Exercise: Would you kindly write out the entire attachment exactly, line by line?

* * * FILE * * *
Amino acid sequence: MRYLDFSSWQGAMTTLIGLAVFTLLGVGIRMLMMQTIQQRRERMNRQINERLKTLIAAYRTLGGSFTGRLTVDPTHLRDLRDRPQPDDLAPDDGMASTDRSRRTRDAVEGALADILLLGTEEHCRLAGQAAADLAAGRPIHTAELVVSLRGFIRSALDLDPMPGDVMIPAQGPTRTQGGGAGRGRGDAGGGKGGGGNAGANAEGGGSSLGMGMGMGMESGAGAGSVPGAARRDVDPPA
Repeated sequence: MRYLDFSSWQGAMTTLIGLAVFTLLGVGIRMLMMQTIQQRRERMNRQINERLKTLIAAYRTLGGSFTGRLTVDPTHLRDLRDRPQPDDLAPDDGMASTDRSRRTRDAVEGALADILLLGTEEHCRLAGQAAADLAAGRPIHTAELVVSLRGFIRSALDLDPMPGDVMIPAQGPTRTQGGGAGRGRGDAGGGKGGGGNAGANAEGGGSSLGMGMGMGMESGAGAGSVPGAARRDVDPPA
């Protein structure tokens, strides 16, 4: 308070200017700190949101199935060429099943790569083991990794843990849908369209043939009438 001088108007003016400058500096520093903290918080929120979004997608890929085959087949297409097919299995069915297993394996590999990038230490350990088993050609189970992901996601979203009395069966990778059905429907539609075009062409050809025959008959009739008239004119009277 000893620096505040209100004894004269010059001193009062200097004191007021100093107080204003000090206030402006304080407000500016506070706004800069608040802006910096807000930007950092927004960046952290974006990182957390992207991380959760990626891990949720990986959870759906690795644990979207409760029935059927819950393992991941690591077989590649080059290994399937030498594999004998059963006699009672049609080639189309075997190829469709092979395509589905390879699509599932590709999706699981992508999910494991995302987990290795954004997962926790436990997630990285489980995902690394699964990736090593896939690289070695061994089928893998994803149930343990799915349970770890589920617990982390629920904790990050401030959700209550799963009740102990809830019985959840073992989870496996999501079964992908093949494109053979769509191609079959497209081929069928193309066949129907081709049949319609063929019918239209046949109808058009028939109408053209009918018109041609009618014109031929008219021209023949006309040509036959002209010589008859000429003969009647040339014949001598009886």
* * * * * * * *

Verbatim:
Amino acid sequence: MRYLDFSSWQGAMTTLIGLAVFTLLGVGIRMLMMQTIQQRRERMNRQINERLKTLIAAYRTLGGSFTGRLTVDPTHLRDLRDRPQPDDLAPDDGMASTDRSRRTRDAVEGALADILLLGTEEHCRLAGQAAADLAAGRPIHTAELVVSLRGFIRSALDLDPMPGDVMIPAQGPTRTQGGGAGRGRGDAGGGKGGGGNAGANAEGGGSSLGMGMGMGMESGAGAGSVPGAARRDVDPPA
Repeated sequence: MRYLDFSSWQGAMTTLIGLAVFTLLGVGIRMLMMQTIQQRRERMNRQINERLKTLIAAYRTLGGSFTGRLTVDPTHLRDLRDRPQPDDLAPDDGMASTDRSRRTRDAVEGALADILLLGTEEHCRLAGQAAADLAAGRPIHTAELVVSLRGFIRSALDLDPMPGDVMIPAQGPTRTQGGGAGRGRGDAGGGKGGGGNAGANAEGGGSSLGMGMGMGMESGAGAGSVPGAARRDVDPPA
């Protein structure tokens, strides 16, 4: 308070200017700190949101199935060429099943790569083991990794843990849908369209043939009438 001088108007003016400058500096520093903290918080929120979004997608890929085959087949297409097919299995069915297993394996590999990038230490350990088993050609189970992901996601979203009395069966990778059905429907539609075009062409050809025959008959009739008239004119009277 000893620096505040209100004894004269010059001193009062200097004191007021100093107080204003000090206030402006304080407000500016506070706004800069608040802006910096807000930007950092927004960046952290974006990182957390992207991380959760990626891990949720990986959870759906690795644990979207409760029935059927819950393992991941690591077989590649080059290994399937030498594999004998059963006699009672049609080639189309075997190829469709092979395509589905390879699509599932590709999706699981992508999910494991995302987990290795954004997962926790436990997630990285489980995902690394699964990736090593896939690289070695061994089928893998994803149930343990799915349970770890589920617990982390629920904790990050401030959700209550799963009740102990809830019985959840073992989870496996999501079964992908093949494109053979769509191609079959497209081929069928193309066949129907081709049949319609063929019918239209046949109808058009028939109408053209009918018109041609009618014109031929008219021209023949006309040509036959002209010589008859000429003969009647040339014949001598009886």